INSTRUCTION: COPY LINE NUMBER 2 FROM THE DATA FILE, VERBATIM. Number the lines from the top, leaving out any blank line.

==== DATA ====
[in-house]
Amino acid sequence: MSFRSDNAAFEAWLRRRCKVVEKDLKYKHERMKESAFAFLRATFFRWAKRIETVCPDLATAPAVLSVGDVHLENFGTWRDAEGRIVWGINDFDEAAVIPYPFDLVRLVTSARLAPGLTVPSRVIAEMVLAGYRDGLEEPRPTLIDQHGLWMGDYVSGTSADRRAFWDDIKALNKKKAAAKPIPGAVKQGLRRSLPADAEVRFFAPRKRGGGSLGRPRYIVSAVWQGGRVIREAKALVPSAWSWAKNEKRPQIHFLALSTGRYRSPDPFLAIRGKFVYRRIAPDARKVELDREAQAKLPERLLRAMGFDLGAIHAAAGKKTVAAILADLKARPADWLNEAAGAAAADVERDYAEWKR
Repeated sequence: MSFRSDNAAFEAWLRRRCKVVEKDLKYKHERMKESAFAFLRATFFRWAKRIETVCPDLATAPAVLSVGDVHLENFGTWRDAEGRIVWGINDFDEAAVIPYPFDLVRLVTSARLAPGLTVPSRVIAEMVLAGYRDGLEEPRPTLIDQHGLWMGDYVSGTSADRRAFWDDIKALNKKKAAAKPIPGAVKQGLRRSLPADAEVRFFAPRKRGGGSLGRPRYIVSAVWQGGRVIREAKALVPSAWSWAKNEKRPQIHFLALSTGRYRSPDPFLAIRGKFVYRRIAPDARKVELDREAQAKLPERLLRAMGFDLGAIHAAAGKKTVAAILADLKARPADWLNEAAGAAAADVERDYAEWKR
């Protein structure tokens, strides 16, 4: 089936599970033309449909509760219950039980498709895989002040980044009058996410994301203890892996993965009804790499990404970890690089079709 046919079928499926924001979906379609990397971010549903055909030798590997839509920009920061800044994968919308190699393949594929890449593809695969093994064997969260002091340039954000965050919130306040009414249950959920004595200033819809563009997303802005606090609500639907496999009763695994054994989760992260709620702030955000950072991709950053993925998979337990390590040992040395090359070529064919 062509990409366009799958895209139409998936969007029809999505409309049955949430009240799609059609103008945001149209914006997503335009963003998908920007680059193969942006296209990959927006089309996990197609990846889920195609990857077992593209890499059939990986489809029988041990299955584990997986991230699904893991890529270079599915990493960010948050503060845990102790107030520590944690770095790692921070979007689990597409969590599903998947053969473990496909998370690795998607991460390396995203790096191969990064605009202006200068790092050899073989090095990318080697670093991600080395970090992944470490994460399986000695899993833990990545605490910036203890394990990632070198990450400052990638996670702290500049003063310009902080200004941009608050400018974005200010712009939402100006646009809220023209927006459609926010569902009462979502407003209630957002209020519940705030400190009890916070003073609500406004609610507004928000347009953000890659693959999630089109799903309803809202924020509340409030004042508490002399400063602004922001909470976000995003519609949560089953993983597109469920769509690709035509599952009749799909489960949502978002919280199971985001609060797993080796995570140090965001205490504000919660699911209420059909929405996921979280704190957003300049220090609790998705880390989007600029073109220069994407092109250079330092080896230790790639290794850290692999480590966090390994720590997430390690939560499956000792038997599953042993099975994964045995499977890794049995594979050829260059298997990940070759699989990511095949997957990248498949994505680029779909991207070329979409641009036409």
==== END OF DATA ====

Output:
Amino acid sequence: MSFRSDNAAFEAWLRRRCKVVEKDLKYKHERMKESAFAFLRATFFRWAKRIETVCPDLATAPAVLSVGDVHLENFGTWRDAEGRIVWGINDFDEAAVIPYPFDLVRLVTSARLAPGLTVPSRVIAEMVLAGYRDGLEEPRPTLIDQHGLWMGDYVSGTSADRRAFWDDIKALNKKKAAAKPIPGAVKQGLRRSLPADAEVRFFAPRKRGGGSLGRPRYIVSAVWQGGRVIREAKALVPSAWSWAKNEKRPQIHFLALSTGRYRSPDPFLAIRGKFVYRRIAPDARKVELDREAQAKLPERLLRAMGFDLGAIHAAAGKKTVAAILADLKARPADWLNEAAGAAAADVERDYAEWKR